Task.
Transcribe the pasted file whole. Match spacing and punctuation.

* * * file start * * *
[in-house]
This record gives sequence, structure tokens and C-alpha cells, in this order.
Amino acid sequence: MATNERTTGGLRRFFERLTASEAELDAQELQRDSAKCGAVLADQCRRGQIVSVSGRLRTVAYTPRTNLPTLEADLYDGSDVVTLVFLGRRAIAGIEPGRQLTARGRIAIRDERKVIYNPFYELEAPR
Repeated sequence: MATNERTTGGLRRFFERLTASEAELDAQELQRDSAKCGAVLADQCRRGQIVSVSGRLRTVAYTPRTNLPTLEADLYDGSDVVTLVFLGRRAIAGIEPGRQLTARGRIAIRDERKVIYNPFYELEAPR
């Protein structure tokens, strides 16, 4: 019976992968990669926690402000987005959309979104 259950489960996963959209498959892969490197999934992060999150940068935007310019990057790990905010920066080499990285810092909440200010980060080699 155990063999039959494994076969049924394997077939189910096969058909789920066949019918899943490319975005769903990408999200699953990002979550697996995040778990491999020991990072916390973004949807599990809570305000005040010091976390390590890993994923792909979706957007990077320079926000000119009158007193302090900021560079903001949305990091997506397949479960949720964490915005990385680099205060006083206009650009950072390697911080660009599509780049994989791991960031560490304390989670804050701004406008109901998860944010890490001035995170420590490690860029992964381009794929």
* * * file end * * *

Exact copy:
[in-house]
This record gives sequence, structure tokens and C-alpha cells, in this order.
Amino acid sequence: MATNERTTGGLRRFFERLTASEAELDAQELQRDSAKCGAVLADQCRRGQIVSVSGRLRTVAYTPRTNLPTLEADLYDGSDVVTLVFLGRRAIAGIEPGRQLTARGRIAIRDERKVIYNPFYELEAPR
Repeated sequence: MATNERTTGGLRRFFERLTASEAELDAQELQRDSAKCGAVLADQCRRGQIVSVSGRLRTVAYTPRTNLPTLEADLYDGSDVVTLVFLGRRAIAGIEPGRQLTARGRIAIRDERKVIYNPFYELEAPR
């Protein structure tokens, strides 16, 4: 019976992968990669926690402000987005959309979104 259950489960996963959209498959892969490197999934992060999150940068935007310019990057790990905010920066080499990285810092909440200010980060080699 155990063999039959494994076969049924394997077939189910096969058909789920066949019918899943490319975005769903990408999200699953990002979550697996995040778990491999020991990072916390973004949807599990809570305000005040010091976390390590890993994923792909979706957007990077320079926000000119009158007193302090900021560079903001949305990091997506397949479960949720964490915005990385680099205060006083206009650009950072390697911080660009599509780049994989791991960031560490304390989670804050701004406008109901998860944010890490001035995170420590490690860029992964381009794929």